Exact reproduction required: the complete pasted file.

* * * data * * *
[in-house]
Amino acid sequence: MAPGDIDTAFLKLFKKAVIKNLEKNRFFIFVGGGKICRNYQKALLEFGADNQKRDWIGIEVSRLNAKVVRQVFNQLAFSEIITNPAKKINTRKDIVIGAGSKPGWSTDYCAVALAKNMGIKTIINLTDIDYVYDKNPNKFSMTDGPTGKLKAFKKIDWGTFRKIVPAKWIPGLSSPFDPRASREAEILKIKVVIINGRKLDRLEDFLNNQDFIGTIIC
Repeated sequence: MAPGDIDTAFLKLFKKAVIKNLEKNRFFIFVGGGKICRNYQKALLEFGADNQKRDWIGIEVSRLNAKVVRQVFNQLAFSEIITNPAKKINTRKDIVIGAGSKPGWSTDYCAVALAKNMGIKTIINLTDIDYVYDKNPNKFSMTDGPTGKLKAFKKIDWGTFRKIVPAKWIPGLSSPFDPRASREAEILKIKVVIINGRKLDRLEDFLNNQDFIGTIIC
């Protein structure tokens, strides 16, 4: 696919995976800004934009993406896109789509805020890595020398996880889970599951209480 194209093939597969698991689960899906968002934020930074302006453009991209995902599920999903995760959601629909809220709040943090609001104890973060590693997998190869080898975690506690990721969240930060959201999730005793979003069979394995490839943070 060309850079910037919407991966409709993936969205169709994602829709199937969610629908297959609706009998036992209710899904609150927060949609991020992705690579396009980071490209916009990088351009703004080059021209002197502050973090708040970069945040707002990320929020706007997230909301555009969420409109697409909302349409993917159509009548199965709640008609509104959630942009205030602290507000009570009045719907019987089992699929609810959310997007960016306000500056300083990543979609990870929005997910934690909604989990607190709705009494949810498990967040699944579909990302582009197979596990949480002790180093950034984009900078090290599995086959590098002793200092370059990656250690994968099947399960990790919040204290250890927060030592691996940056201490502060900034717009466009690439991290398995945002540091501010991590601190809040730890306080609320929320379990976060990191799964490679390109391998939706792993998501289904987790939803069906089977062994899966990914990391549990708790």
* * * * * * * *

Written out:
[in-house]
Amino acid sequence: MAPGDIDTAFLKLFKKAVIKNLEKNRFFIFVGGGKICRNYQKALLEFGADNQKRDWIGIEVSRLNAKVVRQVFNQLAFSEIITNPAKKINTRKDIVIGAGSKPGWSTDYCAVALAKNMGIKTIINLTDIDYVYDKNPNKFSMTDGPTGKLKAFKKIDWGTFRKIVPAKWIPGLSSPFDPRASREAEILKIKVVIINGRKLDRLEDFLNNQDFIGTIIC
Repeated sequence: MAPGDIDTAFLKLFKKAVIKNLEKNRFFIFVGGGKICRNYQKALLEFGADNQKRDWIGIEVSRLNAKVVRQVFNQLAFSEIITNPAKKINTRKDIVIGAGSKPGWSTDYCAVALAKNMGIKTIINLTDIDYVYDKNPNKFSMTDGPTGKLKAFKKIDWGTFRKIVPAKWIPGLSSPFDPRASREAEILKIKVVIINGRKLDRLEDFLNNQDFIGTIIC
């Protein structure tokens, strides 16, 4: 696919995976800004934009993406896109789509805020890595020398996880889970599951209480 194209093939597969698991689960899906968002934020930074302006453009991209995902599920999903995760959601629909809220709040943090609001104890973060590693997998190869080898975690506690990721969240930060959201999730005793979003069979394995490839943070 060309850079910037919407991966409709993936969205169709994602829709199937969610629908297959609706009998036992209710899904609150927060949609991020992705690579396009980071490209916009990088351009703004080059021209002197502050973090708040970069945040707002990320929020706007997230909301555009969420409109697409909302349409993917159509009548199965709640008609509104959630942009205030602290507000009570009045719907019987089992699929609810959310997007960016306000500056300083990543979609990870929005997910934690909604989990607190709705009494949810498990967040699944579909990302582009197979596990949480002790180093950034984009900078090290599995086959590098002793200092370059990656250690994968099947399960990790919040204290250890927060030592691996940056201490502060900034717009466009690439991290398995945002540091501010991590601190809040730890306080609320929320379990976060990191799964490679390109391998939706792993998501289904987790939803069906089977062994899966990914990391549990708790």